Black band on tooth

Black band on an extracted tooth?

A black band on an extracted tooth is most often seen from tetracycline staining. Typically we see it on a wisdom tooth of a young adult or late teen that took acne medication.

What causes the black staining on the extracted tooth?

The primary cause is tetracycline or similar antibiotic taken when the tooth was being formed in the jaw. Other possibilities could be exposure to high levels of lead, although the cases I have seen where they claim lead also had tetracycline so one must wonder which is causative.

Image of black staining on extracted tooth

See on some facebook thread. Others that people see look similar.

Acne medication turns teeth black

The most common time dentists will see this black banding is when we extract a wisdom tooth on a kid that took acne medication. Acne medication is often in the tetracycline family and if they take it at the time when the roots of a wisdom tooth are developing you will see a black line on the wisdom tooth. If they take it at a very young age or take tetracycline medication at a younger age then it can be on the crown of the tooth. I don’t think medical doctors give tetracycline to children anymore because they know it will cause teeth that we see to turn black.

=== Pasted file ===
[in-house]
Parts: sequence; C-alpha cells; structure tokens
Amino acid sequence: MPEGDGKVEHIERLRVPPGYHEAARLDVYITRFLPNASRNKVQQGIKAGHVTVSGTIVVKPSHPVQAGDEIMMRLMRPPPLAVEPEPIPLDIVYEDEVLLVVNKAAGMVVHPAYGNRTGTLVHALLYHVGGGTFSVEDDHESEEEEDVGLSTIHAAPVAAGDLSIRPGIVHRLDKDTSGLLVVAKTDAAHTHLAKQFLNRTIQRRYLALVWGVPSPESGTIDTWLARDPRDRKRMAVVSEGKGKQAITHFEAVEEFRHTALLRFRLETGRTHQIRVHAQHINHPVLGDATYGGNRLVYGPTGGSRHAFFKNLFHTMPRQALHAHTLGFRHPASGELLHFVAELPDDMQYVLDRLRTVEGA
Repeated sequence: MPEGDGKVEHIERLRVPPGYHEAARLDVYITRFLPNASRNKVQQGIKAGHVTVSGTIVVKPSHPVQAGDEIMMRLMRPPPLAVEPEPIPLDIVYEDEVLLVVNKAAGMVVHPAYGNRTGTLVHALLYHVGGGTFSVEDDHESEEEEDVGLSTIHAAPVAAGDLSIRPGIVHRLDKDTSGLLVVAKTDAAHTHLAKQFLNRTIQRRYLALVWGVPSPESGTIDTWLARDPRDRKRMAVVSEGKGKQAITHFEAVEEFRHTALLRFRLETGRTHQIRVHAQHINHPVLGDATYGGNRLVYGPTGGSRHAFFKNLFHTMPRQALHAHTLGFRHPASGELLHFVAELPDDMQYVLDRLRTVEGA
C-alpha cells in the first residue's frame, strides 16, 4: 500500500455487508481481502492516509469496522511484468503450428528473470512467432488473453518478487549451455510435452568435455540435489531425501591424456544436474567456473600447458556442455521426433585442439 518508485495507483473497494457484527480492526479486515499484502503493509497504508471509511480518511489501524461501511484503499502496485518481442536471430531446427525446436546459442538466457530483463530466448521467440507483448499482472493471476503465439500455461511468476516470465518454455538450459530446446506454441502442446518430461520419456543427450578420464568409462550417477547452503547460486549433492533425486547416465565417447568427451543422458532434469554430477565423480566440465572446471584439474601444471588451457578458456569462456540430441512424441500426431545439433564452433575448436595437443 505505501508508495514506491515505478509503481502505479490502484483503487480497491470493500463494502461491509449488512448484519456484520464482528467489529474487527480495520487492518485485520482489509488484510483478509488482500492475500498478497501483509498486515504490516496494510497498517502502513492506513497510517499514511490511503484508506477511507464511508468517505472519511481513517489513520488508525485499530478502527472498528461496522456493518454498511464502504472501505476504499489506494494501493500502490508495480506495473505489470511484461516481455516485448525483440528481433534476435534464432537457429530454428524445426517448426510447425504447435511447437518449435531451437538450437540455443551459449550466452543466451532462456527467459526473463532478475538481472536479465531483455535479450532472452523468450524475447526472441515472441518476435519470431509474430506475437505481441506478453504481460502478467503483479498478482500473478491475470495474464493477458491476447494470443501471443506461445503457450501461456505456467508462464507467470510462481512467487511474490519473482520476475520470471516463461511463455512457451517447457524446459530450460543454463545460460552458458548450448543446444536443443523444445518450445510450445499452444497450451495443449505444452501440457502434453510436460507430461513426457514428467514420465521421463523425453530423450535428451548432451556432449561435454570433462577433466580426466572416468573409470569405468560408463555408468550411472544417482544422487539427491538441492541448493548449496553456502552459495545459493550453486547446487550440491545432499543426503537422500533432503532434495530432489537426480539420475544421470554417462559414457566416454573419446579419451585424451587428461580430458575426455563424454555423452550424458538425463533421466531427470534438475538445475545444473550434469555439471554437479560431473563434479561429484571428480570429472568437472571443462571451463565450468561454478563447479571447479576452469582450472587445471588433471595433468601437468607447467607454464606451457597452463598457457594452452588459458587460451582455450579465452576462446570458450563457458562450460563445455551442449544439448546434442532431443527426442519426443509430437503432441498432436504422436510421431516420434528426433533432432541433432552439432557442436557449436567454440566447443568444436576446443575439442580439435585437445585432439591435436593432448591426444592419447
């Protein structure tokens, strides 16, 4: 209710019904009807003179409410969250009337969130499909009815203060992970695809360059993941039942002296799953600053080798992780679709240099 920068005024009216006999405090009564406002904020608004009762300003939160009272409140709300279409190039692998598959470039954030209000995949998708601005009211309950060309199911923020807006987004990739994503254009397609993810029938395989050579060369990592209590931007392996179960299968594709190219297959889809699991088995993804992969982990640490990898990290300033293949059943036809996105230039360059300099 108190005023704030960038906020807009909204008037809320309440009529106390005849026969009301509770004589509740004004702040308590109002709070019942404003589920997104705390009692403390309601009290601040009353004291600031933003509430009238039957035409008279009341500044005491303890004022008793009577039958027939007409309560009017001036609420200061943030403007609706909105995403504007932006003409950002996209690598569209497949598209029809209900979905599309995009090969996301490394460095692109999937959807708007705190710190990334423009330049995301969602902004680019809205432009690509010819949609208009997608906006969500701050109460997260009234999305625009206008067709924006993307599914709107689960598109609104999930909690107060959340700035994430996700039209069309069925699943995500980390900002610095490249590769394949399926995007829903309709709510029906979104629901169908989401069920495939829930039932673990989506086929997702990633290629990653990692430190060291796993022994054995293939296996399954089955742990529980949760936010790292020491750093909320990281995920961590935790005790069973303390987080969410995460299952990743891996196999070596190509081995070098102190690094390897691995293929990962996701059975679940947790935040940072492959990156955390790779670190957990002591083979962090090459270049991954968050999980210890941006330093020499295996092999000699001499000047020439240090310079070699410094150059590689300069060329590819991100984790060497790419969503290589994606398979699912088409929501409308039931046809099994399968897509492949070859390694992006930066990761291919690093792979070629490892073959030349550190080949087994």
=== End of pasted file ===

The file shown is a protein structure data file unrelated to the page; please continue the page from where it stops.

Image of a black band on an extracted tooth

This patient took tetracycline for acne at age 15. This is what his wisdom tooth looks like at 19.

Black staining on an extracted wisdom tooth?

This stain is from an intrinsic cause and is usually tetracycline medication. There is also extrinsic staining from primarily gram positive bacterial plaque. This extrinsic staining is more common on the primary dentition and is usually found in low caries children. The stain appears to be a ferric salt. You also see this under temporary and permanent crowns, especially if you use a ferric blood clotting agent.

Tags: , , , ,

No comments yet.

Leave a Reply